Immigration to the United States and America

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Immigration
Jennifer Lippert
ENG/102
March 12, 2012
Dr. Kimberly Stanley

In the United States of America, we live in a sea of opportunity.  Many people come from other countries to live in America to explore those opportunities, but the laws governing immigration have failed to change with the ever-increasing immigrant population.  We watch as Border States deal with the rising costs to support immigrants and wonder whether this was what the founding fathers had in mind when the first Immigration Laws were passed.  We wonder about the effects on America’s economy as our immigrant population work in this country then send these U.S. dollars to their home country to support their families.  We observe an ever-changing landscape continually affected by the legal and illegal immigrants who land in our great country.  We contemplate whether America is the land of opportunity and the land of the free, or simply a place for immigrants to land and live for free.    As citizens, it is not only our right, but also our duty, to question our leaders and our laws particularly when those laws no longer appear to fit America’s vision. Immigration laws have remained stagnant for far too long and, although immigrants were the founding fathers of our nation, it is time to examine America’s position before the social and economic costs become insurmountable. America’s founding fathers believed that immigration was necessary to increase the population of our country, but also believed that they must prove a loyalty only to America to become citizens. Beginning with George Washington, in the late eighteenth century, a statement was made that immigrants should be integrated into American life so that Fonte  (n.d.) "by an intermixture with our people, they, or their descendants, get assimilated to our customs, measures, laws: in a word soon become one people. "This then became a new basis for immigration. In this case, the term “assimilates” means to conform to a way of life. In a 1790 speech to Congress about immigration, James Madison argued that America should welcome those immigrants who could be incorporated into our society, but exclude those immigrants that could not readily assimilate. Thomas Jefferson was convinced that immigrants were not prepared for the new society America was building and thought the country should wait another 27 year before opening its shores. In fact, when addressing immigration in Notes on the State of Virginia, Thomas Jefferson wrote: Fonte  (n.d.) They will bring with them the principles of the governments they leave, imbibed in their early youth; or, if able to throw them off, it will be in exchange for an unbounded licentiousness, passing, as is usual, from one extreme to another. It would be a miracle were they to stop precisely at the point of temperate liberty. These principles, with their language, they will transmit to their children. In proportion to their numbers, they will share with us the legislation. They will infuse into it their spirit, warp and bias its direction, and render it a heterogeneous, incoherent, distracted mass.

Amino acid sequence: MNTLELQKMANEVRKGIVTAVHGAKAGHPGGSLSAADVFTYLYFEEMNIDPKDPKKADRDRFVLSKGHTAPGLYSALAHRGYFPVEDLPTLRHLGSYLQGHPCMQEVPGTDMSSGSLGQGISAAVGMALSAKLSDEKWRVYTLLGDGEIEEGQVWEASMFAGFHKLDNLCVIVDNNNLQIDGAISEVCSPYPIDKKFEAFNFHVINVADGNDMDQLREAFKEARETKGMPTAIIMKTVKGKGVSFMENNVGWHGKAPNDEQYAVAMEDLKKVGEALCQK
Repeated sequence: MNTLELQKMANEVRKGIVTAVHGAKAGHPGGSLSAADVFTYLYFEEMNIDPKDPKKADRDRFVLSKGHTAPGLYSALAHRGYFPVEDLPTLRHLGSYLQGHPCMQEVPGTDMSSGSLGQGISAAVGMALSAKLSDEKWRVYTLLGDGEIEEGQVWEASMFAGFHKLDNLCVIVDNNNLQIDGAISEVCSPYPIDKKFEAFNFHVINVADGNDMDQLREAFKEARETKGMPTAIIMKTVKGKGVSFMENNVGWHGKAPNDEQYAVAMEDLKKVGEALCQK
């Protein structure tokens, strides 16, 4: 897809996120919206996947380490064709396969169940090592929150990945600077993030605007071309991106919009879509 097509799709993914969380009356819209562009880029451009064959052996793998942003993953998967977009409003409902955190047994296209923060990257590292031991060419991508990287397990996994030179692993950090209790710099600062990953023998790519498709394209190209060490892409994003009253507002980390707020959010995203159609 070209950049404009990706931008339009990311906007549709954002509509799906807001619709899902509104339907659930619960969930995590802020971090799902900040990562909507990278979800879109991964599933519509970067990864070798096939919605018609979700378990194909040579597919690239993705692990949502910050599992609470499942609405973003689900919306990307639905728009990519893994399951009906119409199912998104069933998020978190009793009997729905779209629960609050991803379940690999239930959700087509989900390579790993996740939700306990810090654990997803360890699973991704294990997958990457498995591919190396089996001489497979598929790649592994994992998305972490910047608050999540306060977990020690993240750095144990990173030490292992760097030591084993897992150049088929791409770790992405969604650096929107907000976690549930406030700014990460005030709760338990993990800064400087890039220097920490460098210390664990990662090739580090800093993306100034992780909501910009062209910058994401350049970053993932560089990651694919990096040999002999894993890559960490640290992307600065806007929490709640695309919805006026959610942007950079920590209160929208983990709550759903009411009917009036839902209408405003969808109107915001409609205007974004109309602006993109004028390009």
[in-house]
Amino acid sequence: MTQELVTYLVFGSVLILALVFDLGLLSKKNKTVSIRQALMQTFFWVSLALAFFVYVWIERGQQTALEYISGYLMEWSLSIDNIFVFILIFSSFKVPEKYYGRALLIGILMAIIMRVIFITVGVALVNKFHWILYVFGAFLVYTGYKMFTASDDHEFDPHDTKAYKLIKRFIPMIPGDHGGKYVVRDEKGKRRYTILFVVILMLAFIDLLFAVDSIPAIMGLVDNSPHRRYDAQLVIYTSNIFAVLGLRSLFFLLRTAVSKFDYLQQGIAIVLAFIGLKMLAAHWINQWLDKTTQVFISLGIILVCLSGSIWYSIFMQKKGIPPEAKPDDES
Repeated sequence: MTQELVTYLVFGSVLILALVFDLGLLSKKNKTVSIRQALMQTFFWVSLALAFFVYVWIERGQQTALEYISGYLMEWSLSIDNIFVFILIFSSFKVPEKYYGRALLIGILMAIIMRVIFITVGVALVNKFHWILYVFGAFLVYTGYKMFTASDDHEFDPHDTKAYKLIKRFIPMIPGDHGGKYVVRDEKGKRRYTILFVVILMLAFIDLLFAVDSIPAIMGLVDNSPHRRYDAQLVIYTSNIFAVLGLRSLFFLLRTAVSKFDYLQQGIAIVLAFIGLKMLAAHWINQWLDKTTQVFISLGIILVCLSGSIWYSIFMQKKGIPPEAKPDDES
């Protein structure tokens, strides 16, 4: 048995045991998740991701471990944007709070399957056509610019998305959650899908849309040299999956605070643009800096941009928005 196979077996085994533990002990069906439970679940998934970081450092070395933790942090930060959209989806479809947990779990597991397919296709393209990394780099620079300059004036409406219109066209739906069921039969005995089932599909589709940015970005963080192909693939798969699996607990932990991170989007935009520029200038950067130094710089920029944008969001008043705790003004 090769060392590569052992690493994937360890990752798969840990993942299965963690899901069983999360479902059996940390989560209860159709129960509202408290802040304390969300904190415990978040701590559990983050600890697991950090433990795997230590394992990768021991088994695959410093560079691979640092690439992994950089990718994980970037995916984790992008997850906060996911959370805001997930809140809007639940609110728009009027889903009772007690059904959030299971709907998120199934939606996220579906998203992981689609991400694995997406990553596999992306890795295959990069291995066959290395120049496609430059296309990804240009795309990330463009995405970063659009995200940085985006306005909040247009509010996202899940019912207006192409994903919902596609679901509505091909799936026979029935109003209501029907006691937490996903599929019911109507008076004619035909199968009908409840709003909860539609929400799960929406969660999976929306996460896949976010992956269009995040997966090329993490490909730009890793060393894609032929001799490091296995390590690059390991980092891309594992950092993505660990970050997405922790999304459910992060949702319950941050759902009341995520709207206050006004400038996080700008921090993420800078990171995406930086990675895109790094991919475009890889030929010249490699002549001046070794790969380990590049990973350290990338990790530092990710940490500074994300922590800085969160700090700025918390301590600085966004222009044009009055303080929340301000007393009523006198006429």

In other words, by allowing a mass immigration into such a new society, America could be allowing the immigrant population to distort the principles established by our new laws and policies. To some degree, Alexander Hamilton echoed the thoughts of Thomas Jefferson, but his emphasis was on the threat to national safety. His concern was in granting citizenship to every immigrant upon arrival in the country. He believed that there should be some proof of allegiance to America before any rights were given to new immigrants. However, both Jefferson and Hamilton shared the same beliefs that immigrants should conform to the ways of America and leave their old government attachments behind. After much debate, it appeared that Jefferson and Hamilton could claim a small victory. The Naturalization Law of 1795 was passed, which required that before becoming...
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